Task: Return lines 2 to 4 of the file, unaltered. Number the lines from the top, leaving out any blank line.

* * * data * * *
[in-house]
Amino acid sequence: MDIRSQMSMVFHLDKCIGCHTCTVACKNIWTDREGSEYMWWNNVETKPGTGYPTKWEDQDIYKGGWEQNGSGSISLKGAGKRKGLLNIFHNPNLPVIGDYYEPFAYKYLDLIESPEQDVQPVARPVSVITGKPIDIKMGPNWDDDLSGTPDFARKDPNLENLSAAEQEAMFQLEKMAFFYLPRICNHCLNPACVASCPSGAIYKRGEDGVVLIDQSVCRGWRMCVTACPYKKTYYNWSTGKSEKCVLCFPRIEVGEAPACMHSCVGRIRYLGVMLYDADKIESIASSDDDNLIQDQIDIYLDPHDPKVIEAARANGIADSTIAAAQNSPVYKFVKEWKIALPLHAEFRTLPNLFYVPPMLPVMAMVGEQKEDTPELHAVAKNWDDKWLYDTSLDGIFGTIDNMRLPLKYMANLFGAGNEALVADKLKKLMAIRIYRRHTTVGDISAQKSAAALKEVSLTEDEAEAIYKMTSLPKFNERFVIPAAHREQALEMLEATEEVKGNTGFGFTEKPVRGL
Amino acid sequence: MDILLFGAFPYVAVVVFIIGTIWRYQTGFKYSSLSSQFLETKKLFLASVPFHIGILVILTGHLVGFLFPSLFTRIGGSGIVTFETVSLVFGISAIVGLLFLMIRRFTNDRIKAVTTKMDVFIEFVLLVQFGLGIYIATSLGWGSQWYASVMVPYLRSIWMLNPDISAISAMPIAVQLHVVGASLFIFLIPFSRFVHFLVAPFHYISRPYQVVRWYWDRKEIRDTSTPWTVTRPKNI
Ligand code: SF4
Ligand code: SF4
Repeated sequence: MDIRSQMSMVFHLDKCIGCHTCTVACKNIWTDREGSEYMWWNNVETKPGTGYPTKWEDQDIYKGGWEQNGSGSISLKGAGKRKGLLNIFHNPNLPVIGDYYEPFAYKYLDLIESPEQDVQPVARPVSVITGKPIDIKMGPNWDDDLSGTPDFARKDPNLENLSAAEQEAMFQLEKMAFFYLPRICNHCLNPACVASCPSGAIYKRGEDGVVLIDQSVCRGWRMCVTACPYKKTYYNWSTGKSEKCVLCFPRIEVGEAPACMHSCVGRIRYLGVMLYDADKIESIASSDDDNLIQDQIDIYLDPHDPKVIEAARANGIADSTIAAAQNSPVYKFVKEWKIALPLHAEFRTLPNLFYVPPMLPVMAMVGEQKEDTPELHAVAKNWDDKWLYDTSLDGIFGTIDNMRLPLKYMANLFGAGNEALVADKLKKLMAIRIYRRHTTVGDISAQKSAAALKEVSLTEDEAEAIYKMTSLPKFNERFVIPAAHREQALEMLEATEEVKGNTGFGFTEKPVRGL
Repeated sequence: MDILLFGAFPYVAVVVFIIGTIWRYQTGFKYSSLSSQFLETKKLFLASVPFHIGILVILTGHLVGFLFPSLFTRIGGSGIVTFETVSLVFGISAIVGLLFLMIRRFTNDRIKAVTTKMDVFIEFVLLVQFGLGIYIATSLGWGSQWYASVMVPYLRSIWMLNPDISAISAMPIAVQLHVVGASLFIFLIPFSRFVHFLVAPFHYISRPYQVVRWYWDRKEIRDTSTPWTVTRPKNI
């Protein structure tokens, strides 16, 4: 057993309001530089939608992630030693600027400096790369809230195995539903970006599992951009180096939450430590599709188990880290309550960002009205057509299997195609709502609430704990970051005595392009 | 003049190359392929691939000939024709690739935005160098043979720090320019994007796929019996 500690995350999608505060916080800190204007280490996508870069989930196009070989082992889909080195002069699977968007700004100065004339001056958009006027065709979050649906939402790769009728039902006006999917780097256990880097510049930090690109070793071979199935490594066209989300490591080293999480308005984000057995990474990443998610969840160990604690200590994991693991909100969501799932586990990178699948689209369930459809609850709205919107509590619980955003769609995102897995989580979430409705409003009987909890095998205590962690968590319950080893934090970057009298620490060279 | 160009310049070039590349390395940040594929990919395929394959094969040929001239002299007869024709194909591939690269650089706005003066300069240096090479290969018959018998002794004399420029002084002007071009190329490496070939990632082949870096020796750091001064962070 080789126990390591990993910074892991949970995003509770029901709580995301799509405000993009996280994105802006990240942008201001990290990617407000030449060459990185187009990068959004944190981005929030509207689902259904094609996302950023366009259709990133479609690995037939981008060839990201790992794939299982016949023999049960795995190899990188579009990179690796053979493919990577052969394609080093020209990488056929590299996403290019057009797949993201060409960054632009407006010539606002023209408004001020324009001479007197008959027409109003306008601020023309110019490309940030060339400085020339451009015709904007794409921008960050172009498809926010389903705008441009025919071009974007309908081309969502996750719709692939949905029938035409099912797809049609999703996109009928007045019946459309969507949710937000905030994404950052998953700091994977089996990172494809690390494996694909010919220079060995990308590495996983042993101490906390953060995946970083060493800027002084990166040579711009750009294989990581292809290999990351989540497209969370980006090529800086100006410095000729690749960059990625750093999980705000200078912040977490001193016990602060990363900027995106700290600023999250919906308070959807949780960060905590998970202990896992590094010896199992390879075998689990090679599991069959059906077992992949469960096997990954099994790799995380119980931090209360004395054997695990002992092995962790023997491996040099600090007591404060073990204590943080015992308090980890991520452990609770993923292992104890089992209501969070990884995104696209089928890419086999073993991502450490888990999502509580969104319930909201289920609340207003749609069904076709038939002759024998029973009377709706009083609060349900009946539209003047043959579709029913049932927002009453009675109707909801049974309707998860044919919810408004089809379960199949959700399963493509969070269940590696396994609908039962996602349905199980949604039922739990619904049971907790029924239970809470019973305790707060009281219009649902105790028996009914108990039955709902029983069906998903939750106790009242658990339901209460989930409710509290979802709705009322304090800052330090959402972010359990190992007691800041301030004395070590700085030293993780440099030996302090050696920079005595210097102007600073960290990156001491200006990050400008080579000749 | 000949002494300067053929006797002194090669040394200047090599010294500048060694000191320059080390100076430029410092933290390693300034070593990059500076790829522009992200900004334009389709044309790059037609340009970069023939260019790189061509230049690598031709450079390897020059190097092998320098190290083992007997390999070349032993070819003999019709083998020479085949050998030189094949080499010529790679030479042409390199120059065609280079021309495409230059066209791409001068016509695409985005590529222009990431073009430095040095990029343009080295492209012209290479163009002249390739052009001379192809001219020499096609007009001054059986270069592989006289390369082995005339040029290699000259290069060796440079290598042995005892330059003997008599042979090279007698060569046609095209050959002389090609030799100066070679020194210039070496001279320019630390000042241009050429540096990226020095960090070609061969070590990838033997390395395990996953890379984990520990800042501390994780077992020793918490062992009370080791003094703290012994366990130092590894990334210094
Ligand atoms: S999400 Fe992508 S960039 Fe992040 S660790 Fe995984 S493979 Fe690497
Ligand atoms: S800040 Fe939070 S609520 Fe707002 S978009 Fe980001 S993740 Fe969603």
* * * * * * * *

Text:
Amino acid sequence: MDIRSQMSMVFHLDKCIGCHTCTVACKNIWTDREGSEYMWWNNVETKPGTGYPTKWEDQDIYKGGWEQNGSGSISLKGAGKRKGLLNIFHNPNLPVIGDYYEPFAYKYLDLIESPEQDVQPVARPVSVITGKPIDIKMGPNWDDDLSGTPDFARKDPNLENLSAAEQEAMFQLEKMAFFYLPRICNHCLNPACVASCPSGAIYKRGEDGVVLIDQSVCRGWRMCVTACPYKKTYYNWSTGKSEKCVLCFPRIEVGEAPACMHSCVGRIRYLGVMLYDADKIESIASSDDDNLIQDQIDIYLDPHDPKVIEAARANGIADSTIAAAQNSPVYKFVKEWKIALPLHAEFRTLPNLFYVPPMLPVMAMVGEQKEDTPELHAVAKNWDDKWLYDTSLDGIFGTIDNMRLPLKYMANLFGAGNEALVADKLKKLMAIRIYRRHTTVGDISAQKSAAALKEVSLTEDEAEAIYKMTSLPKFNERFVIPAAHREQALEMLEATEEVKGNTGFGFTEKPVRGL
Amino acid sequence: MDILLFGAFPYVAVVVFIIGTIWRYQTGFKYSSLSSQFLETKKLFLASVPFHIGILVILTGHLVGFLFPSLFTRIGGSGIVTFETVSLVFGISAIVGLLFLMIRRFTNDRIKAVTTKMDVFIEFVLLVQFGLGIYIATSLGWGSQWYASVMVPYLRSIWMLNPDISAISAMPIAVQLHVVGASLFIFLIPFSRFVHFLVAPFHYISRPYQVVRWYWDRKEIRDTSTPWTVTRPKNI
Ligand code: SF4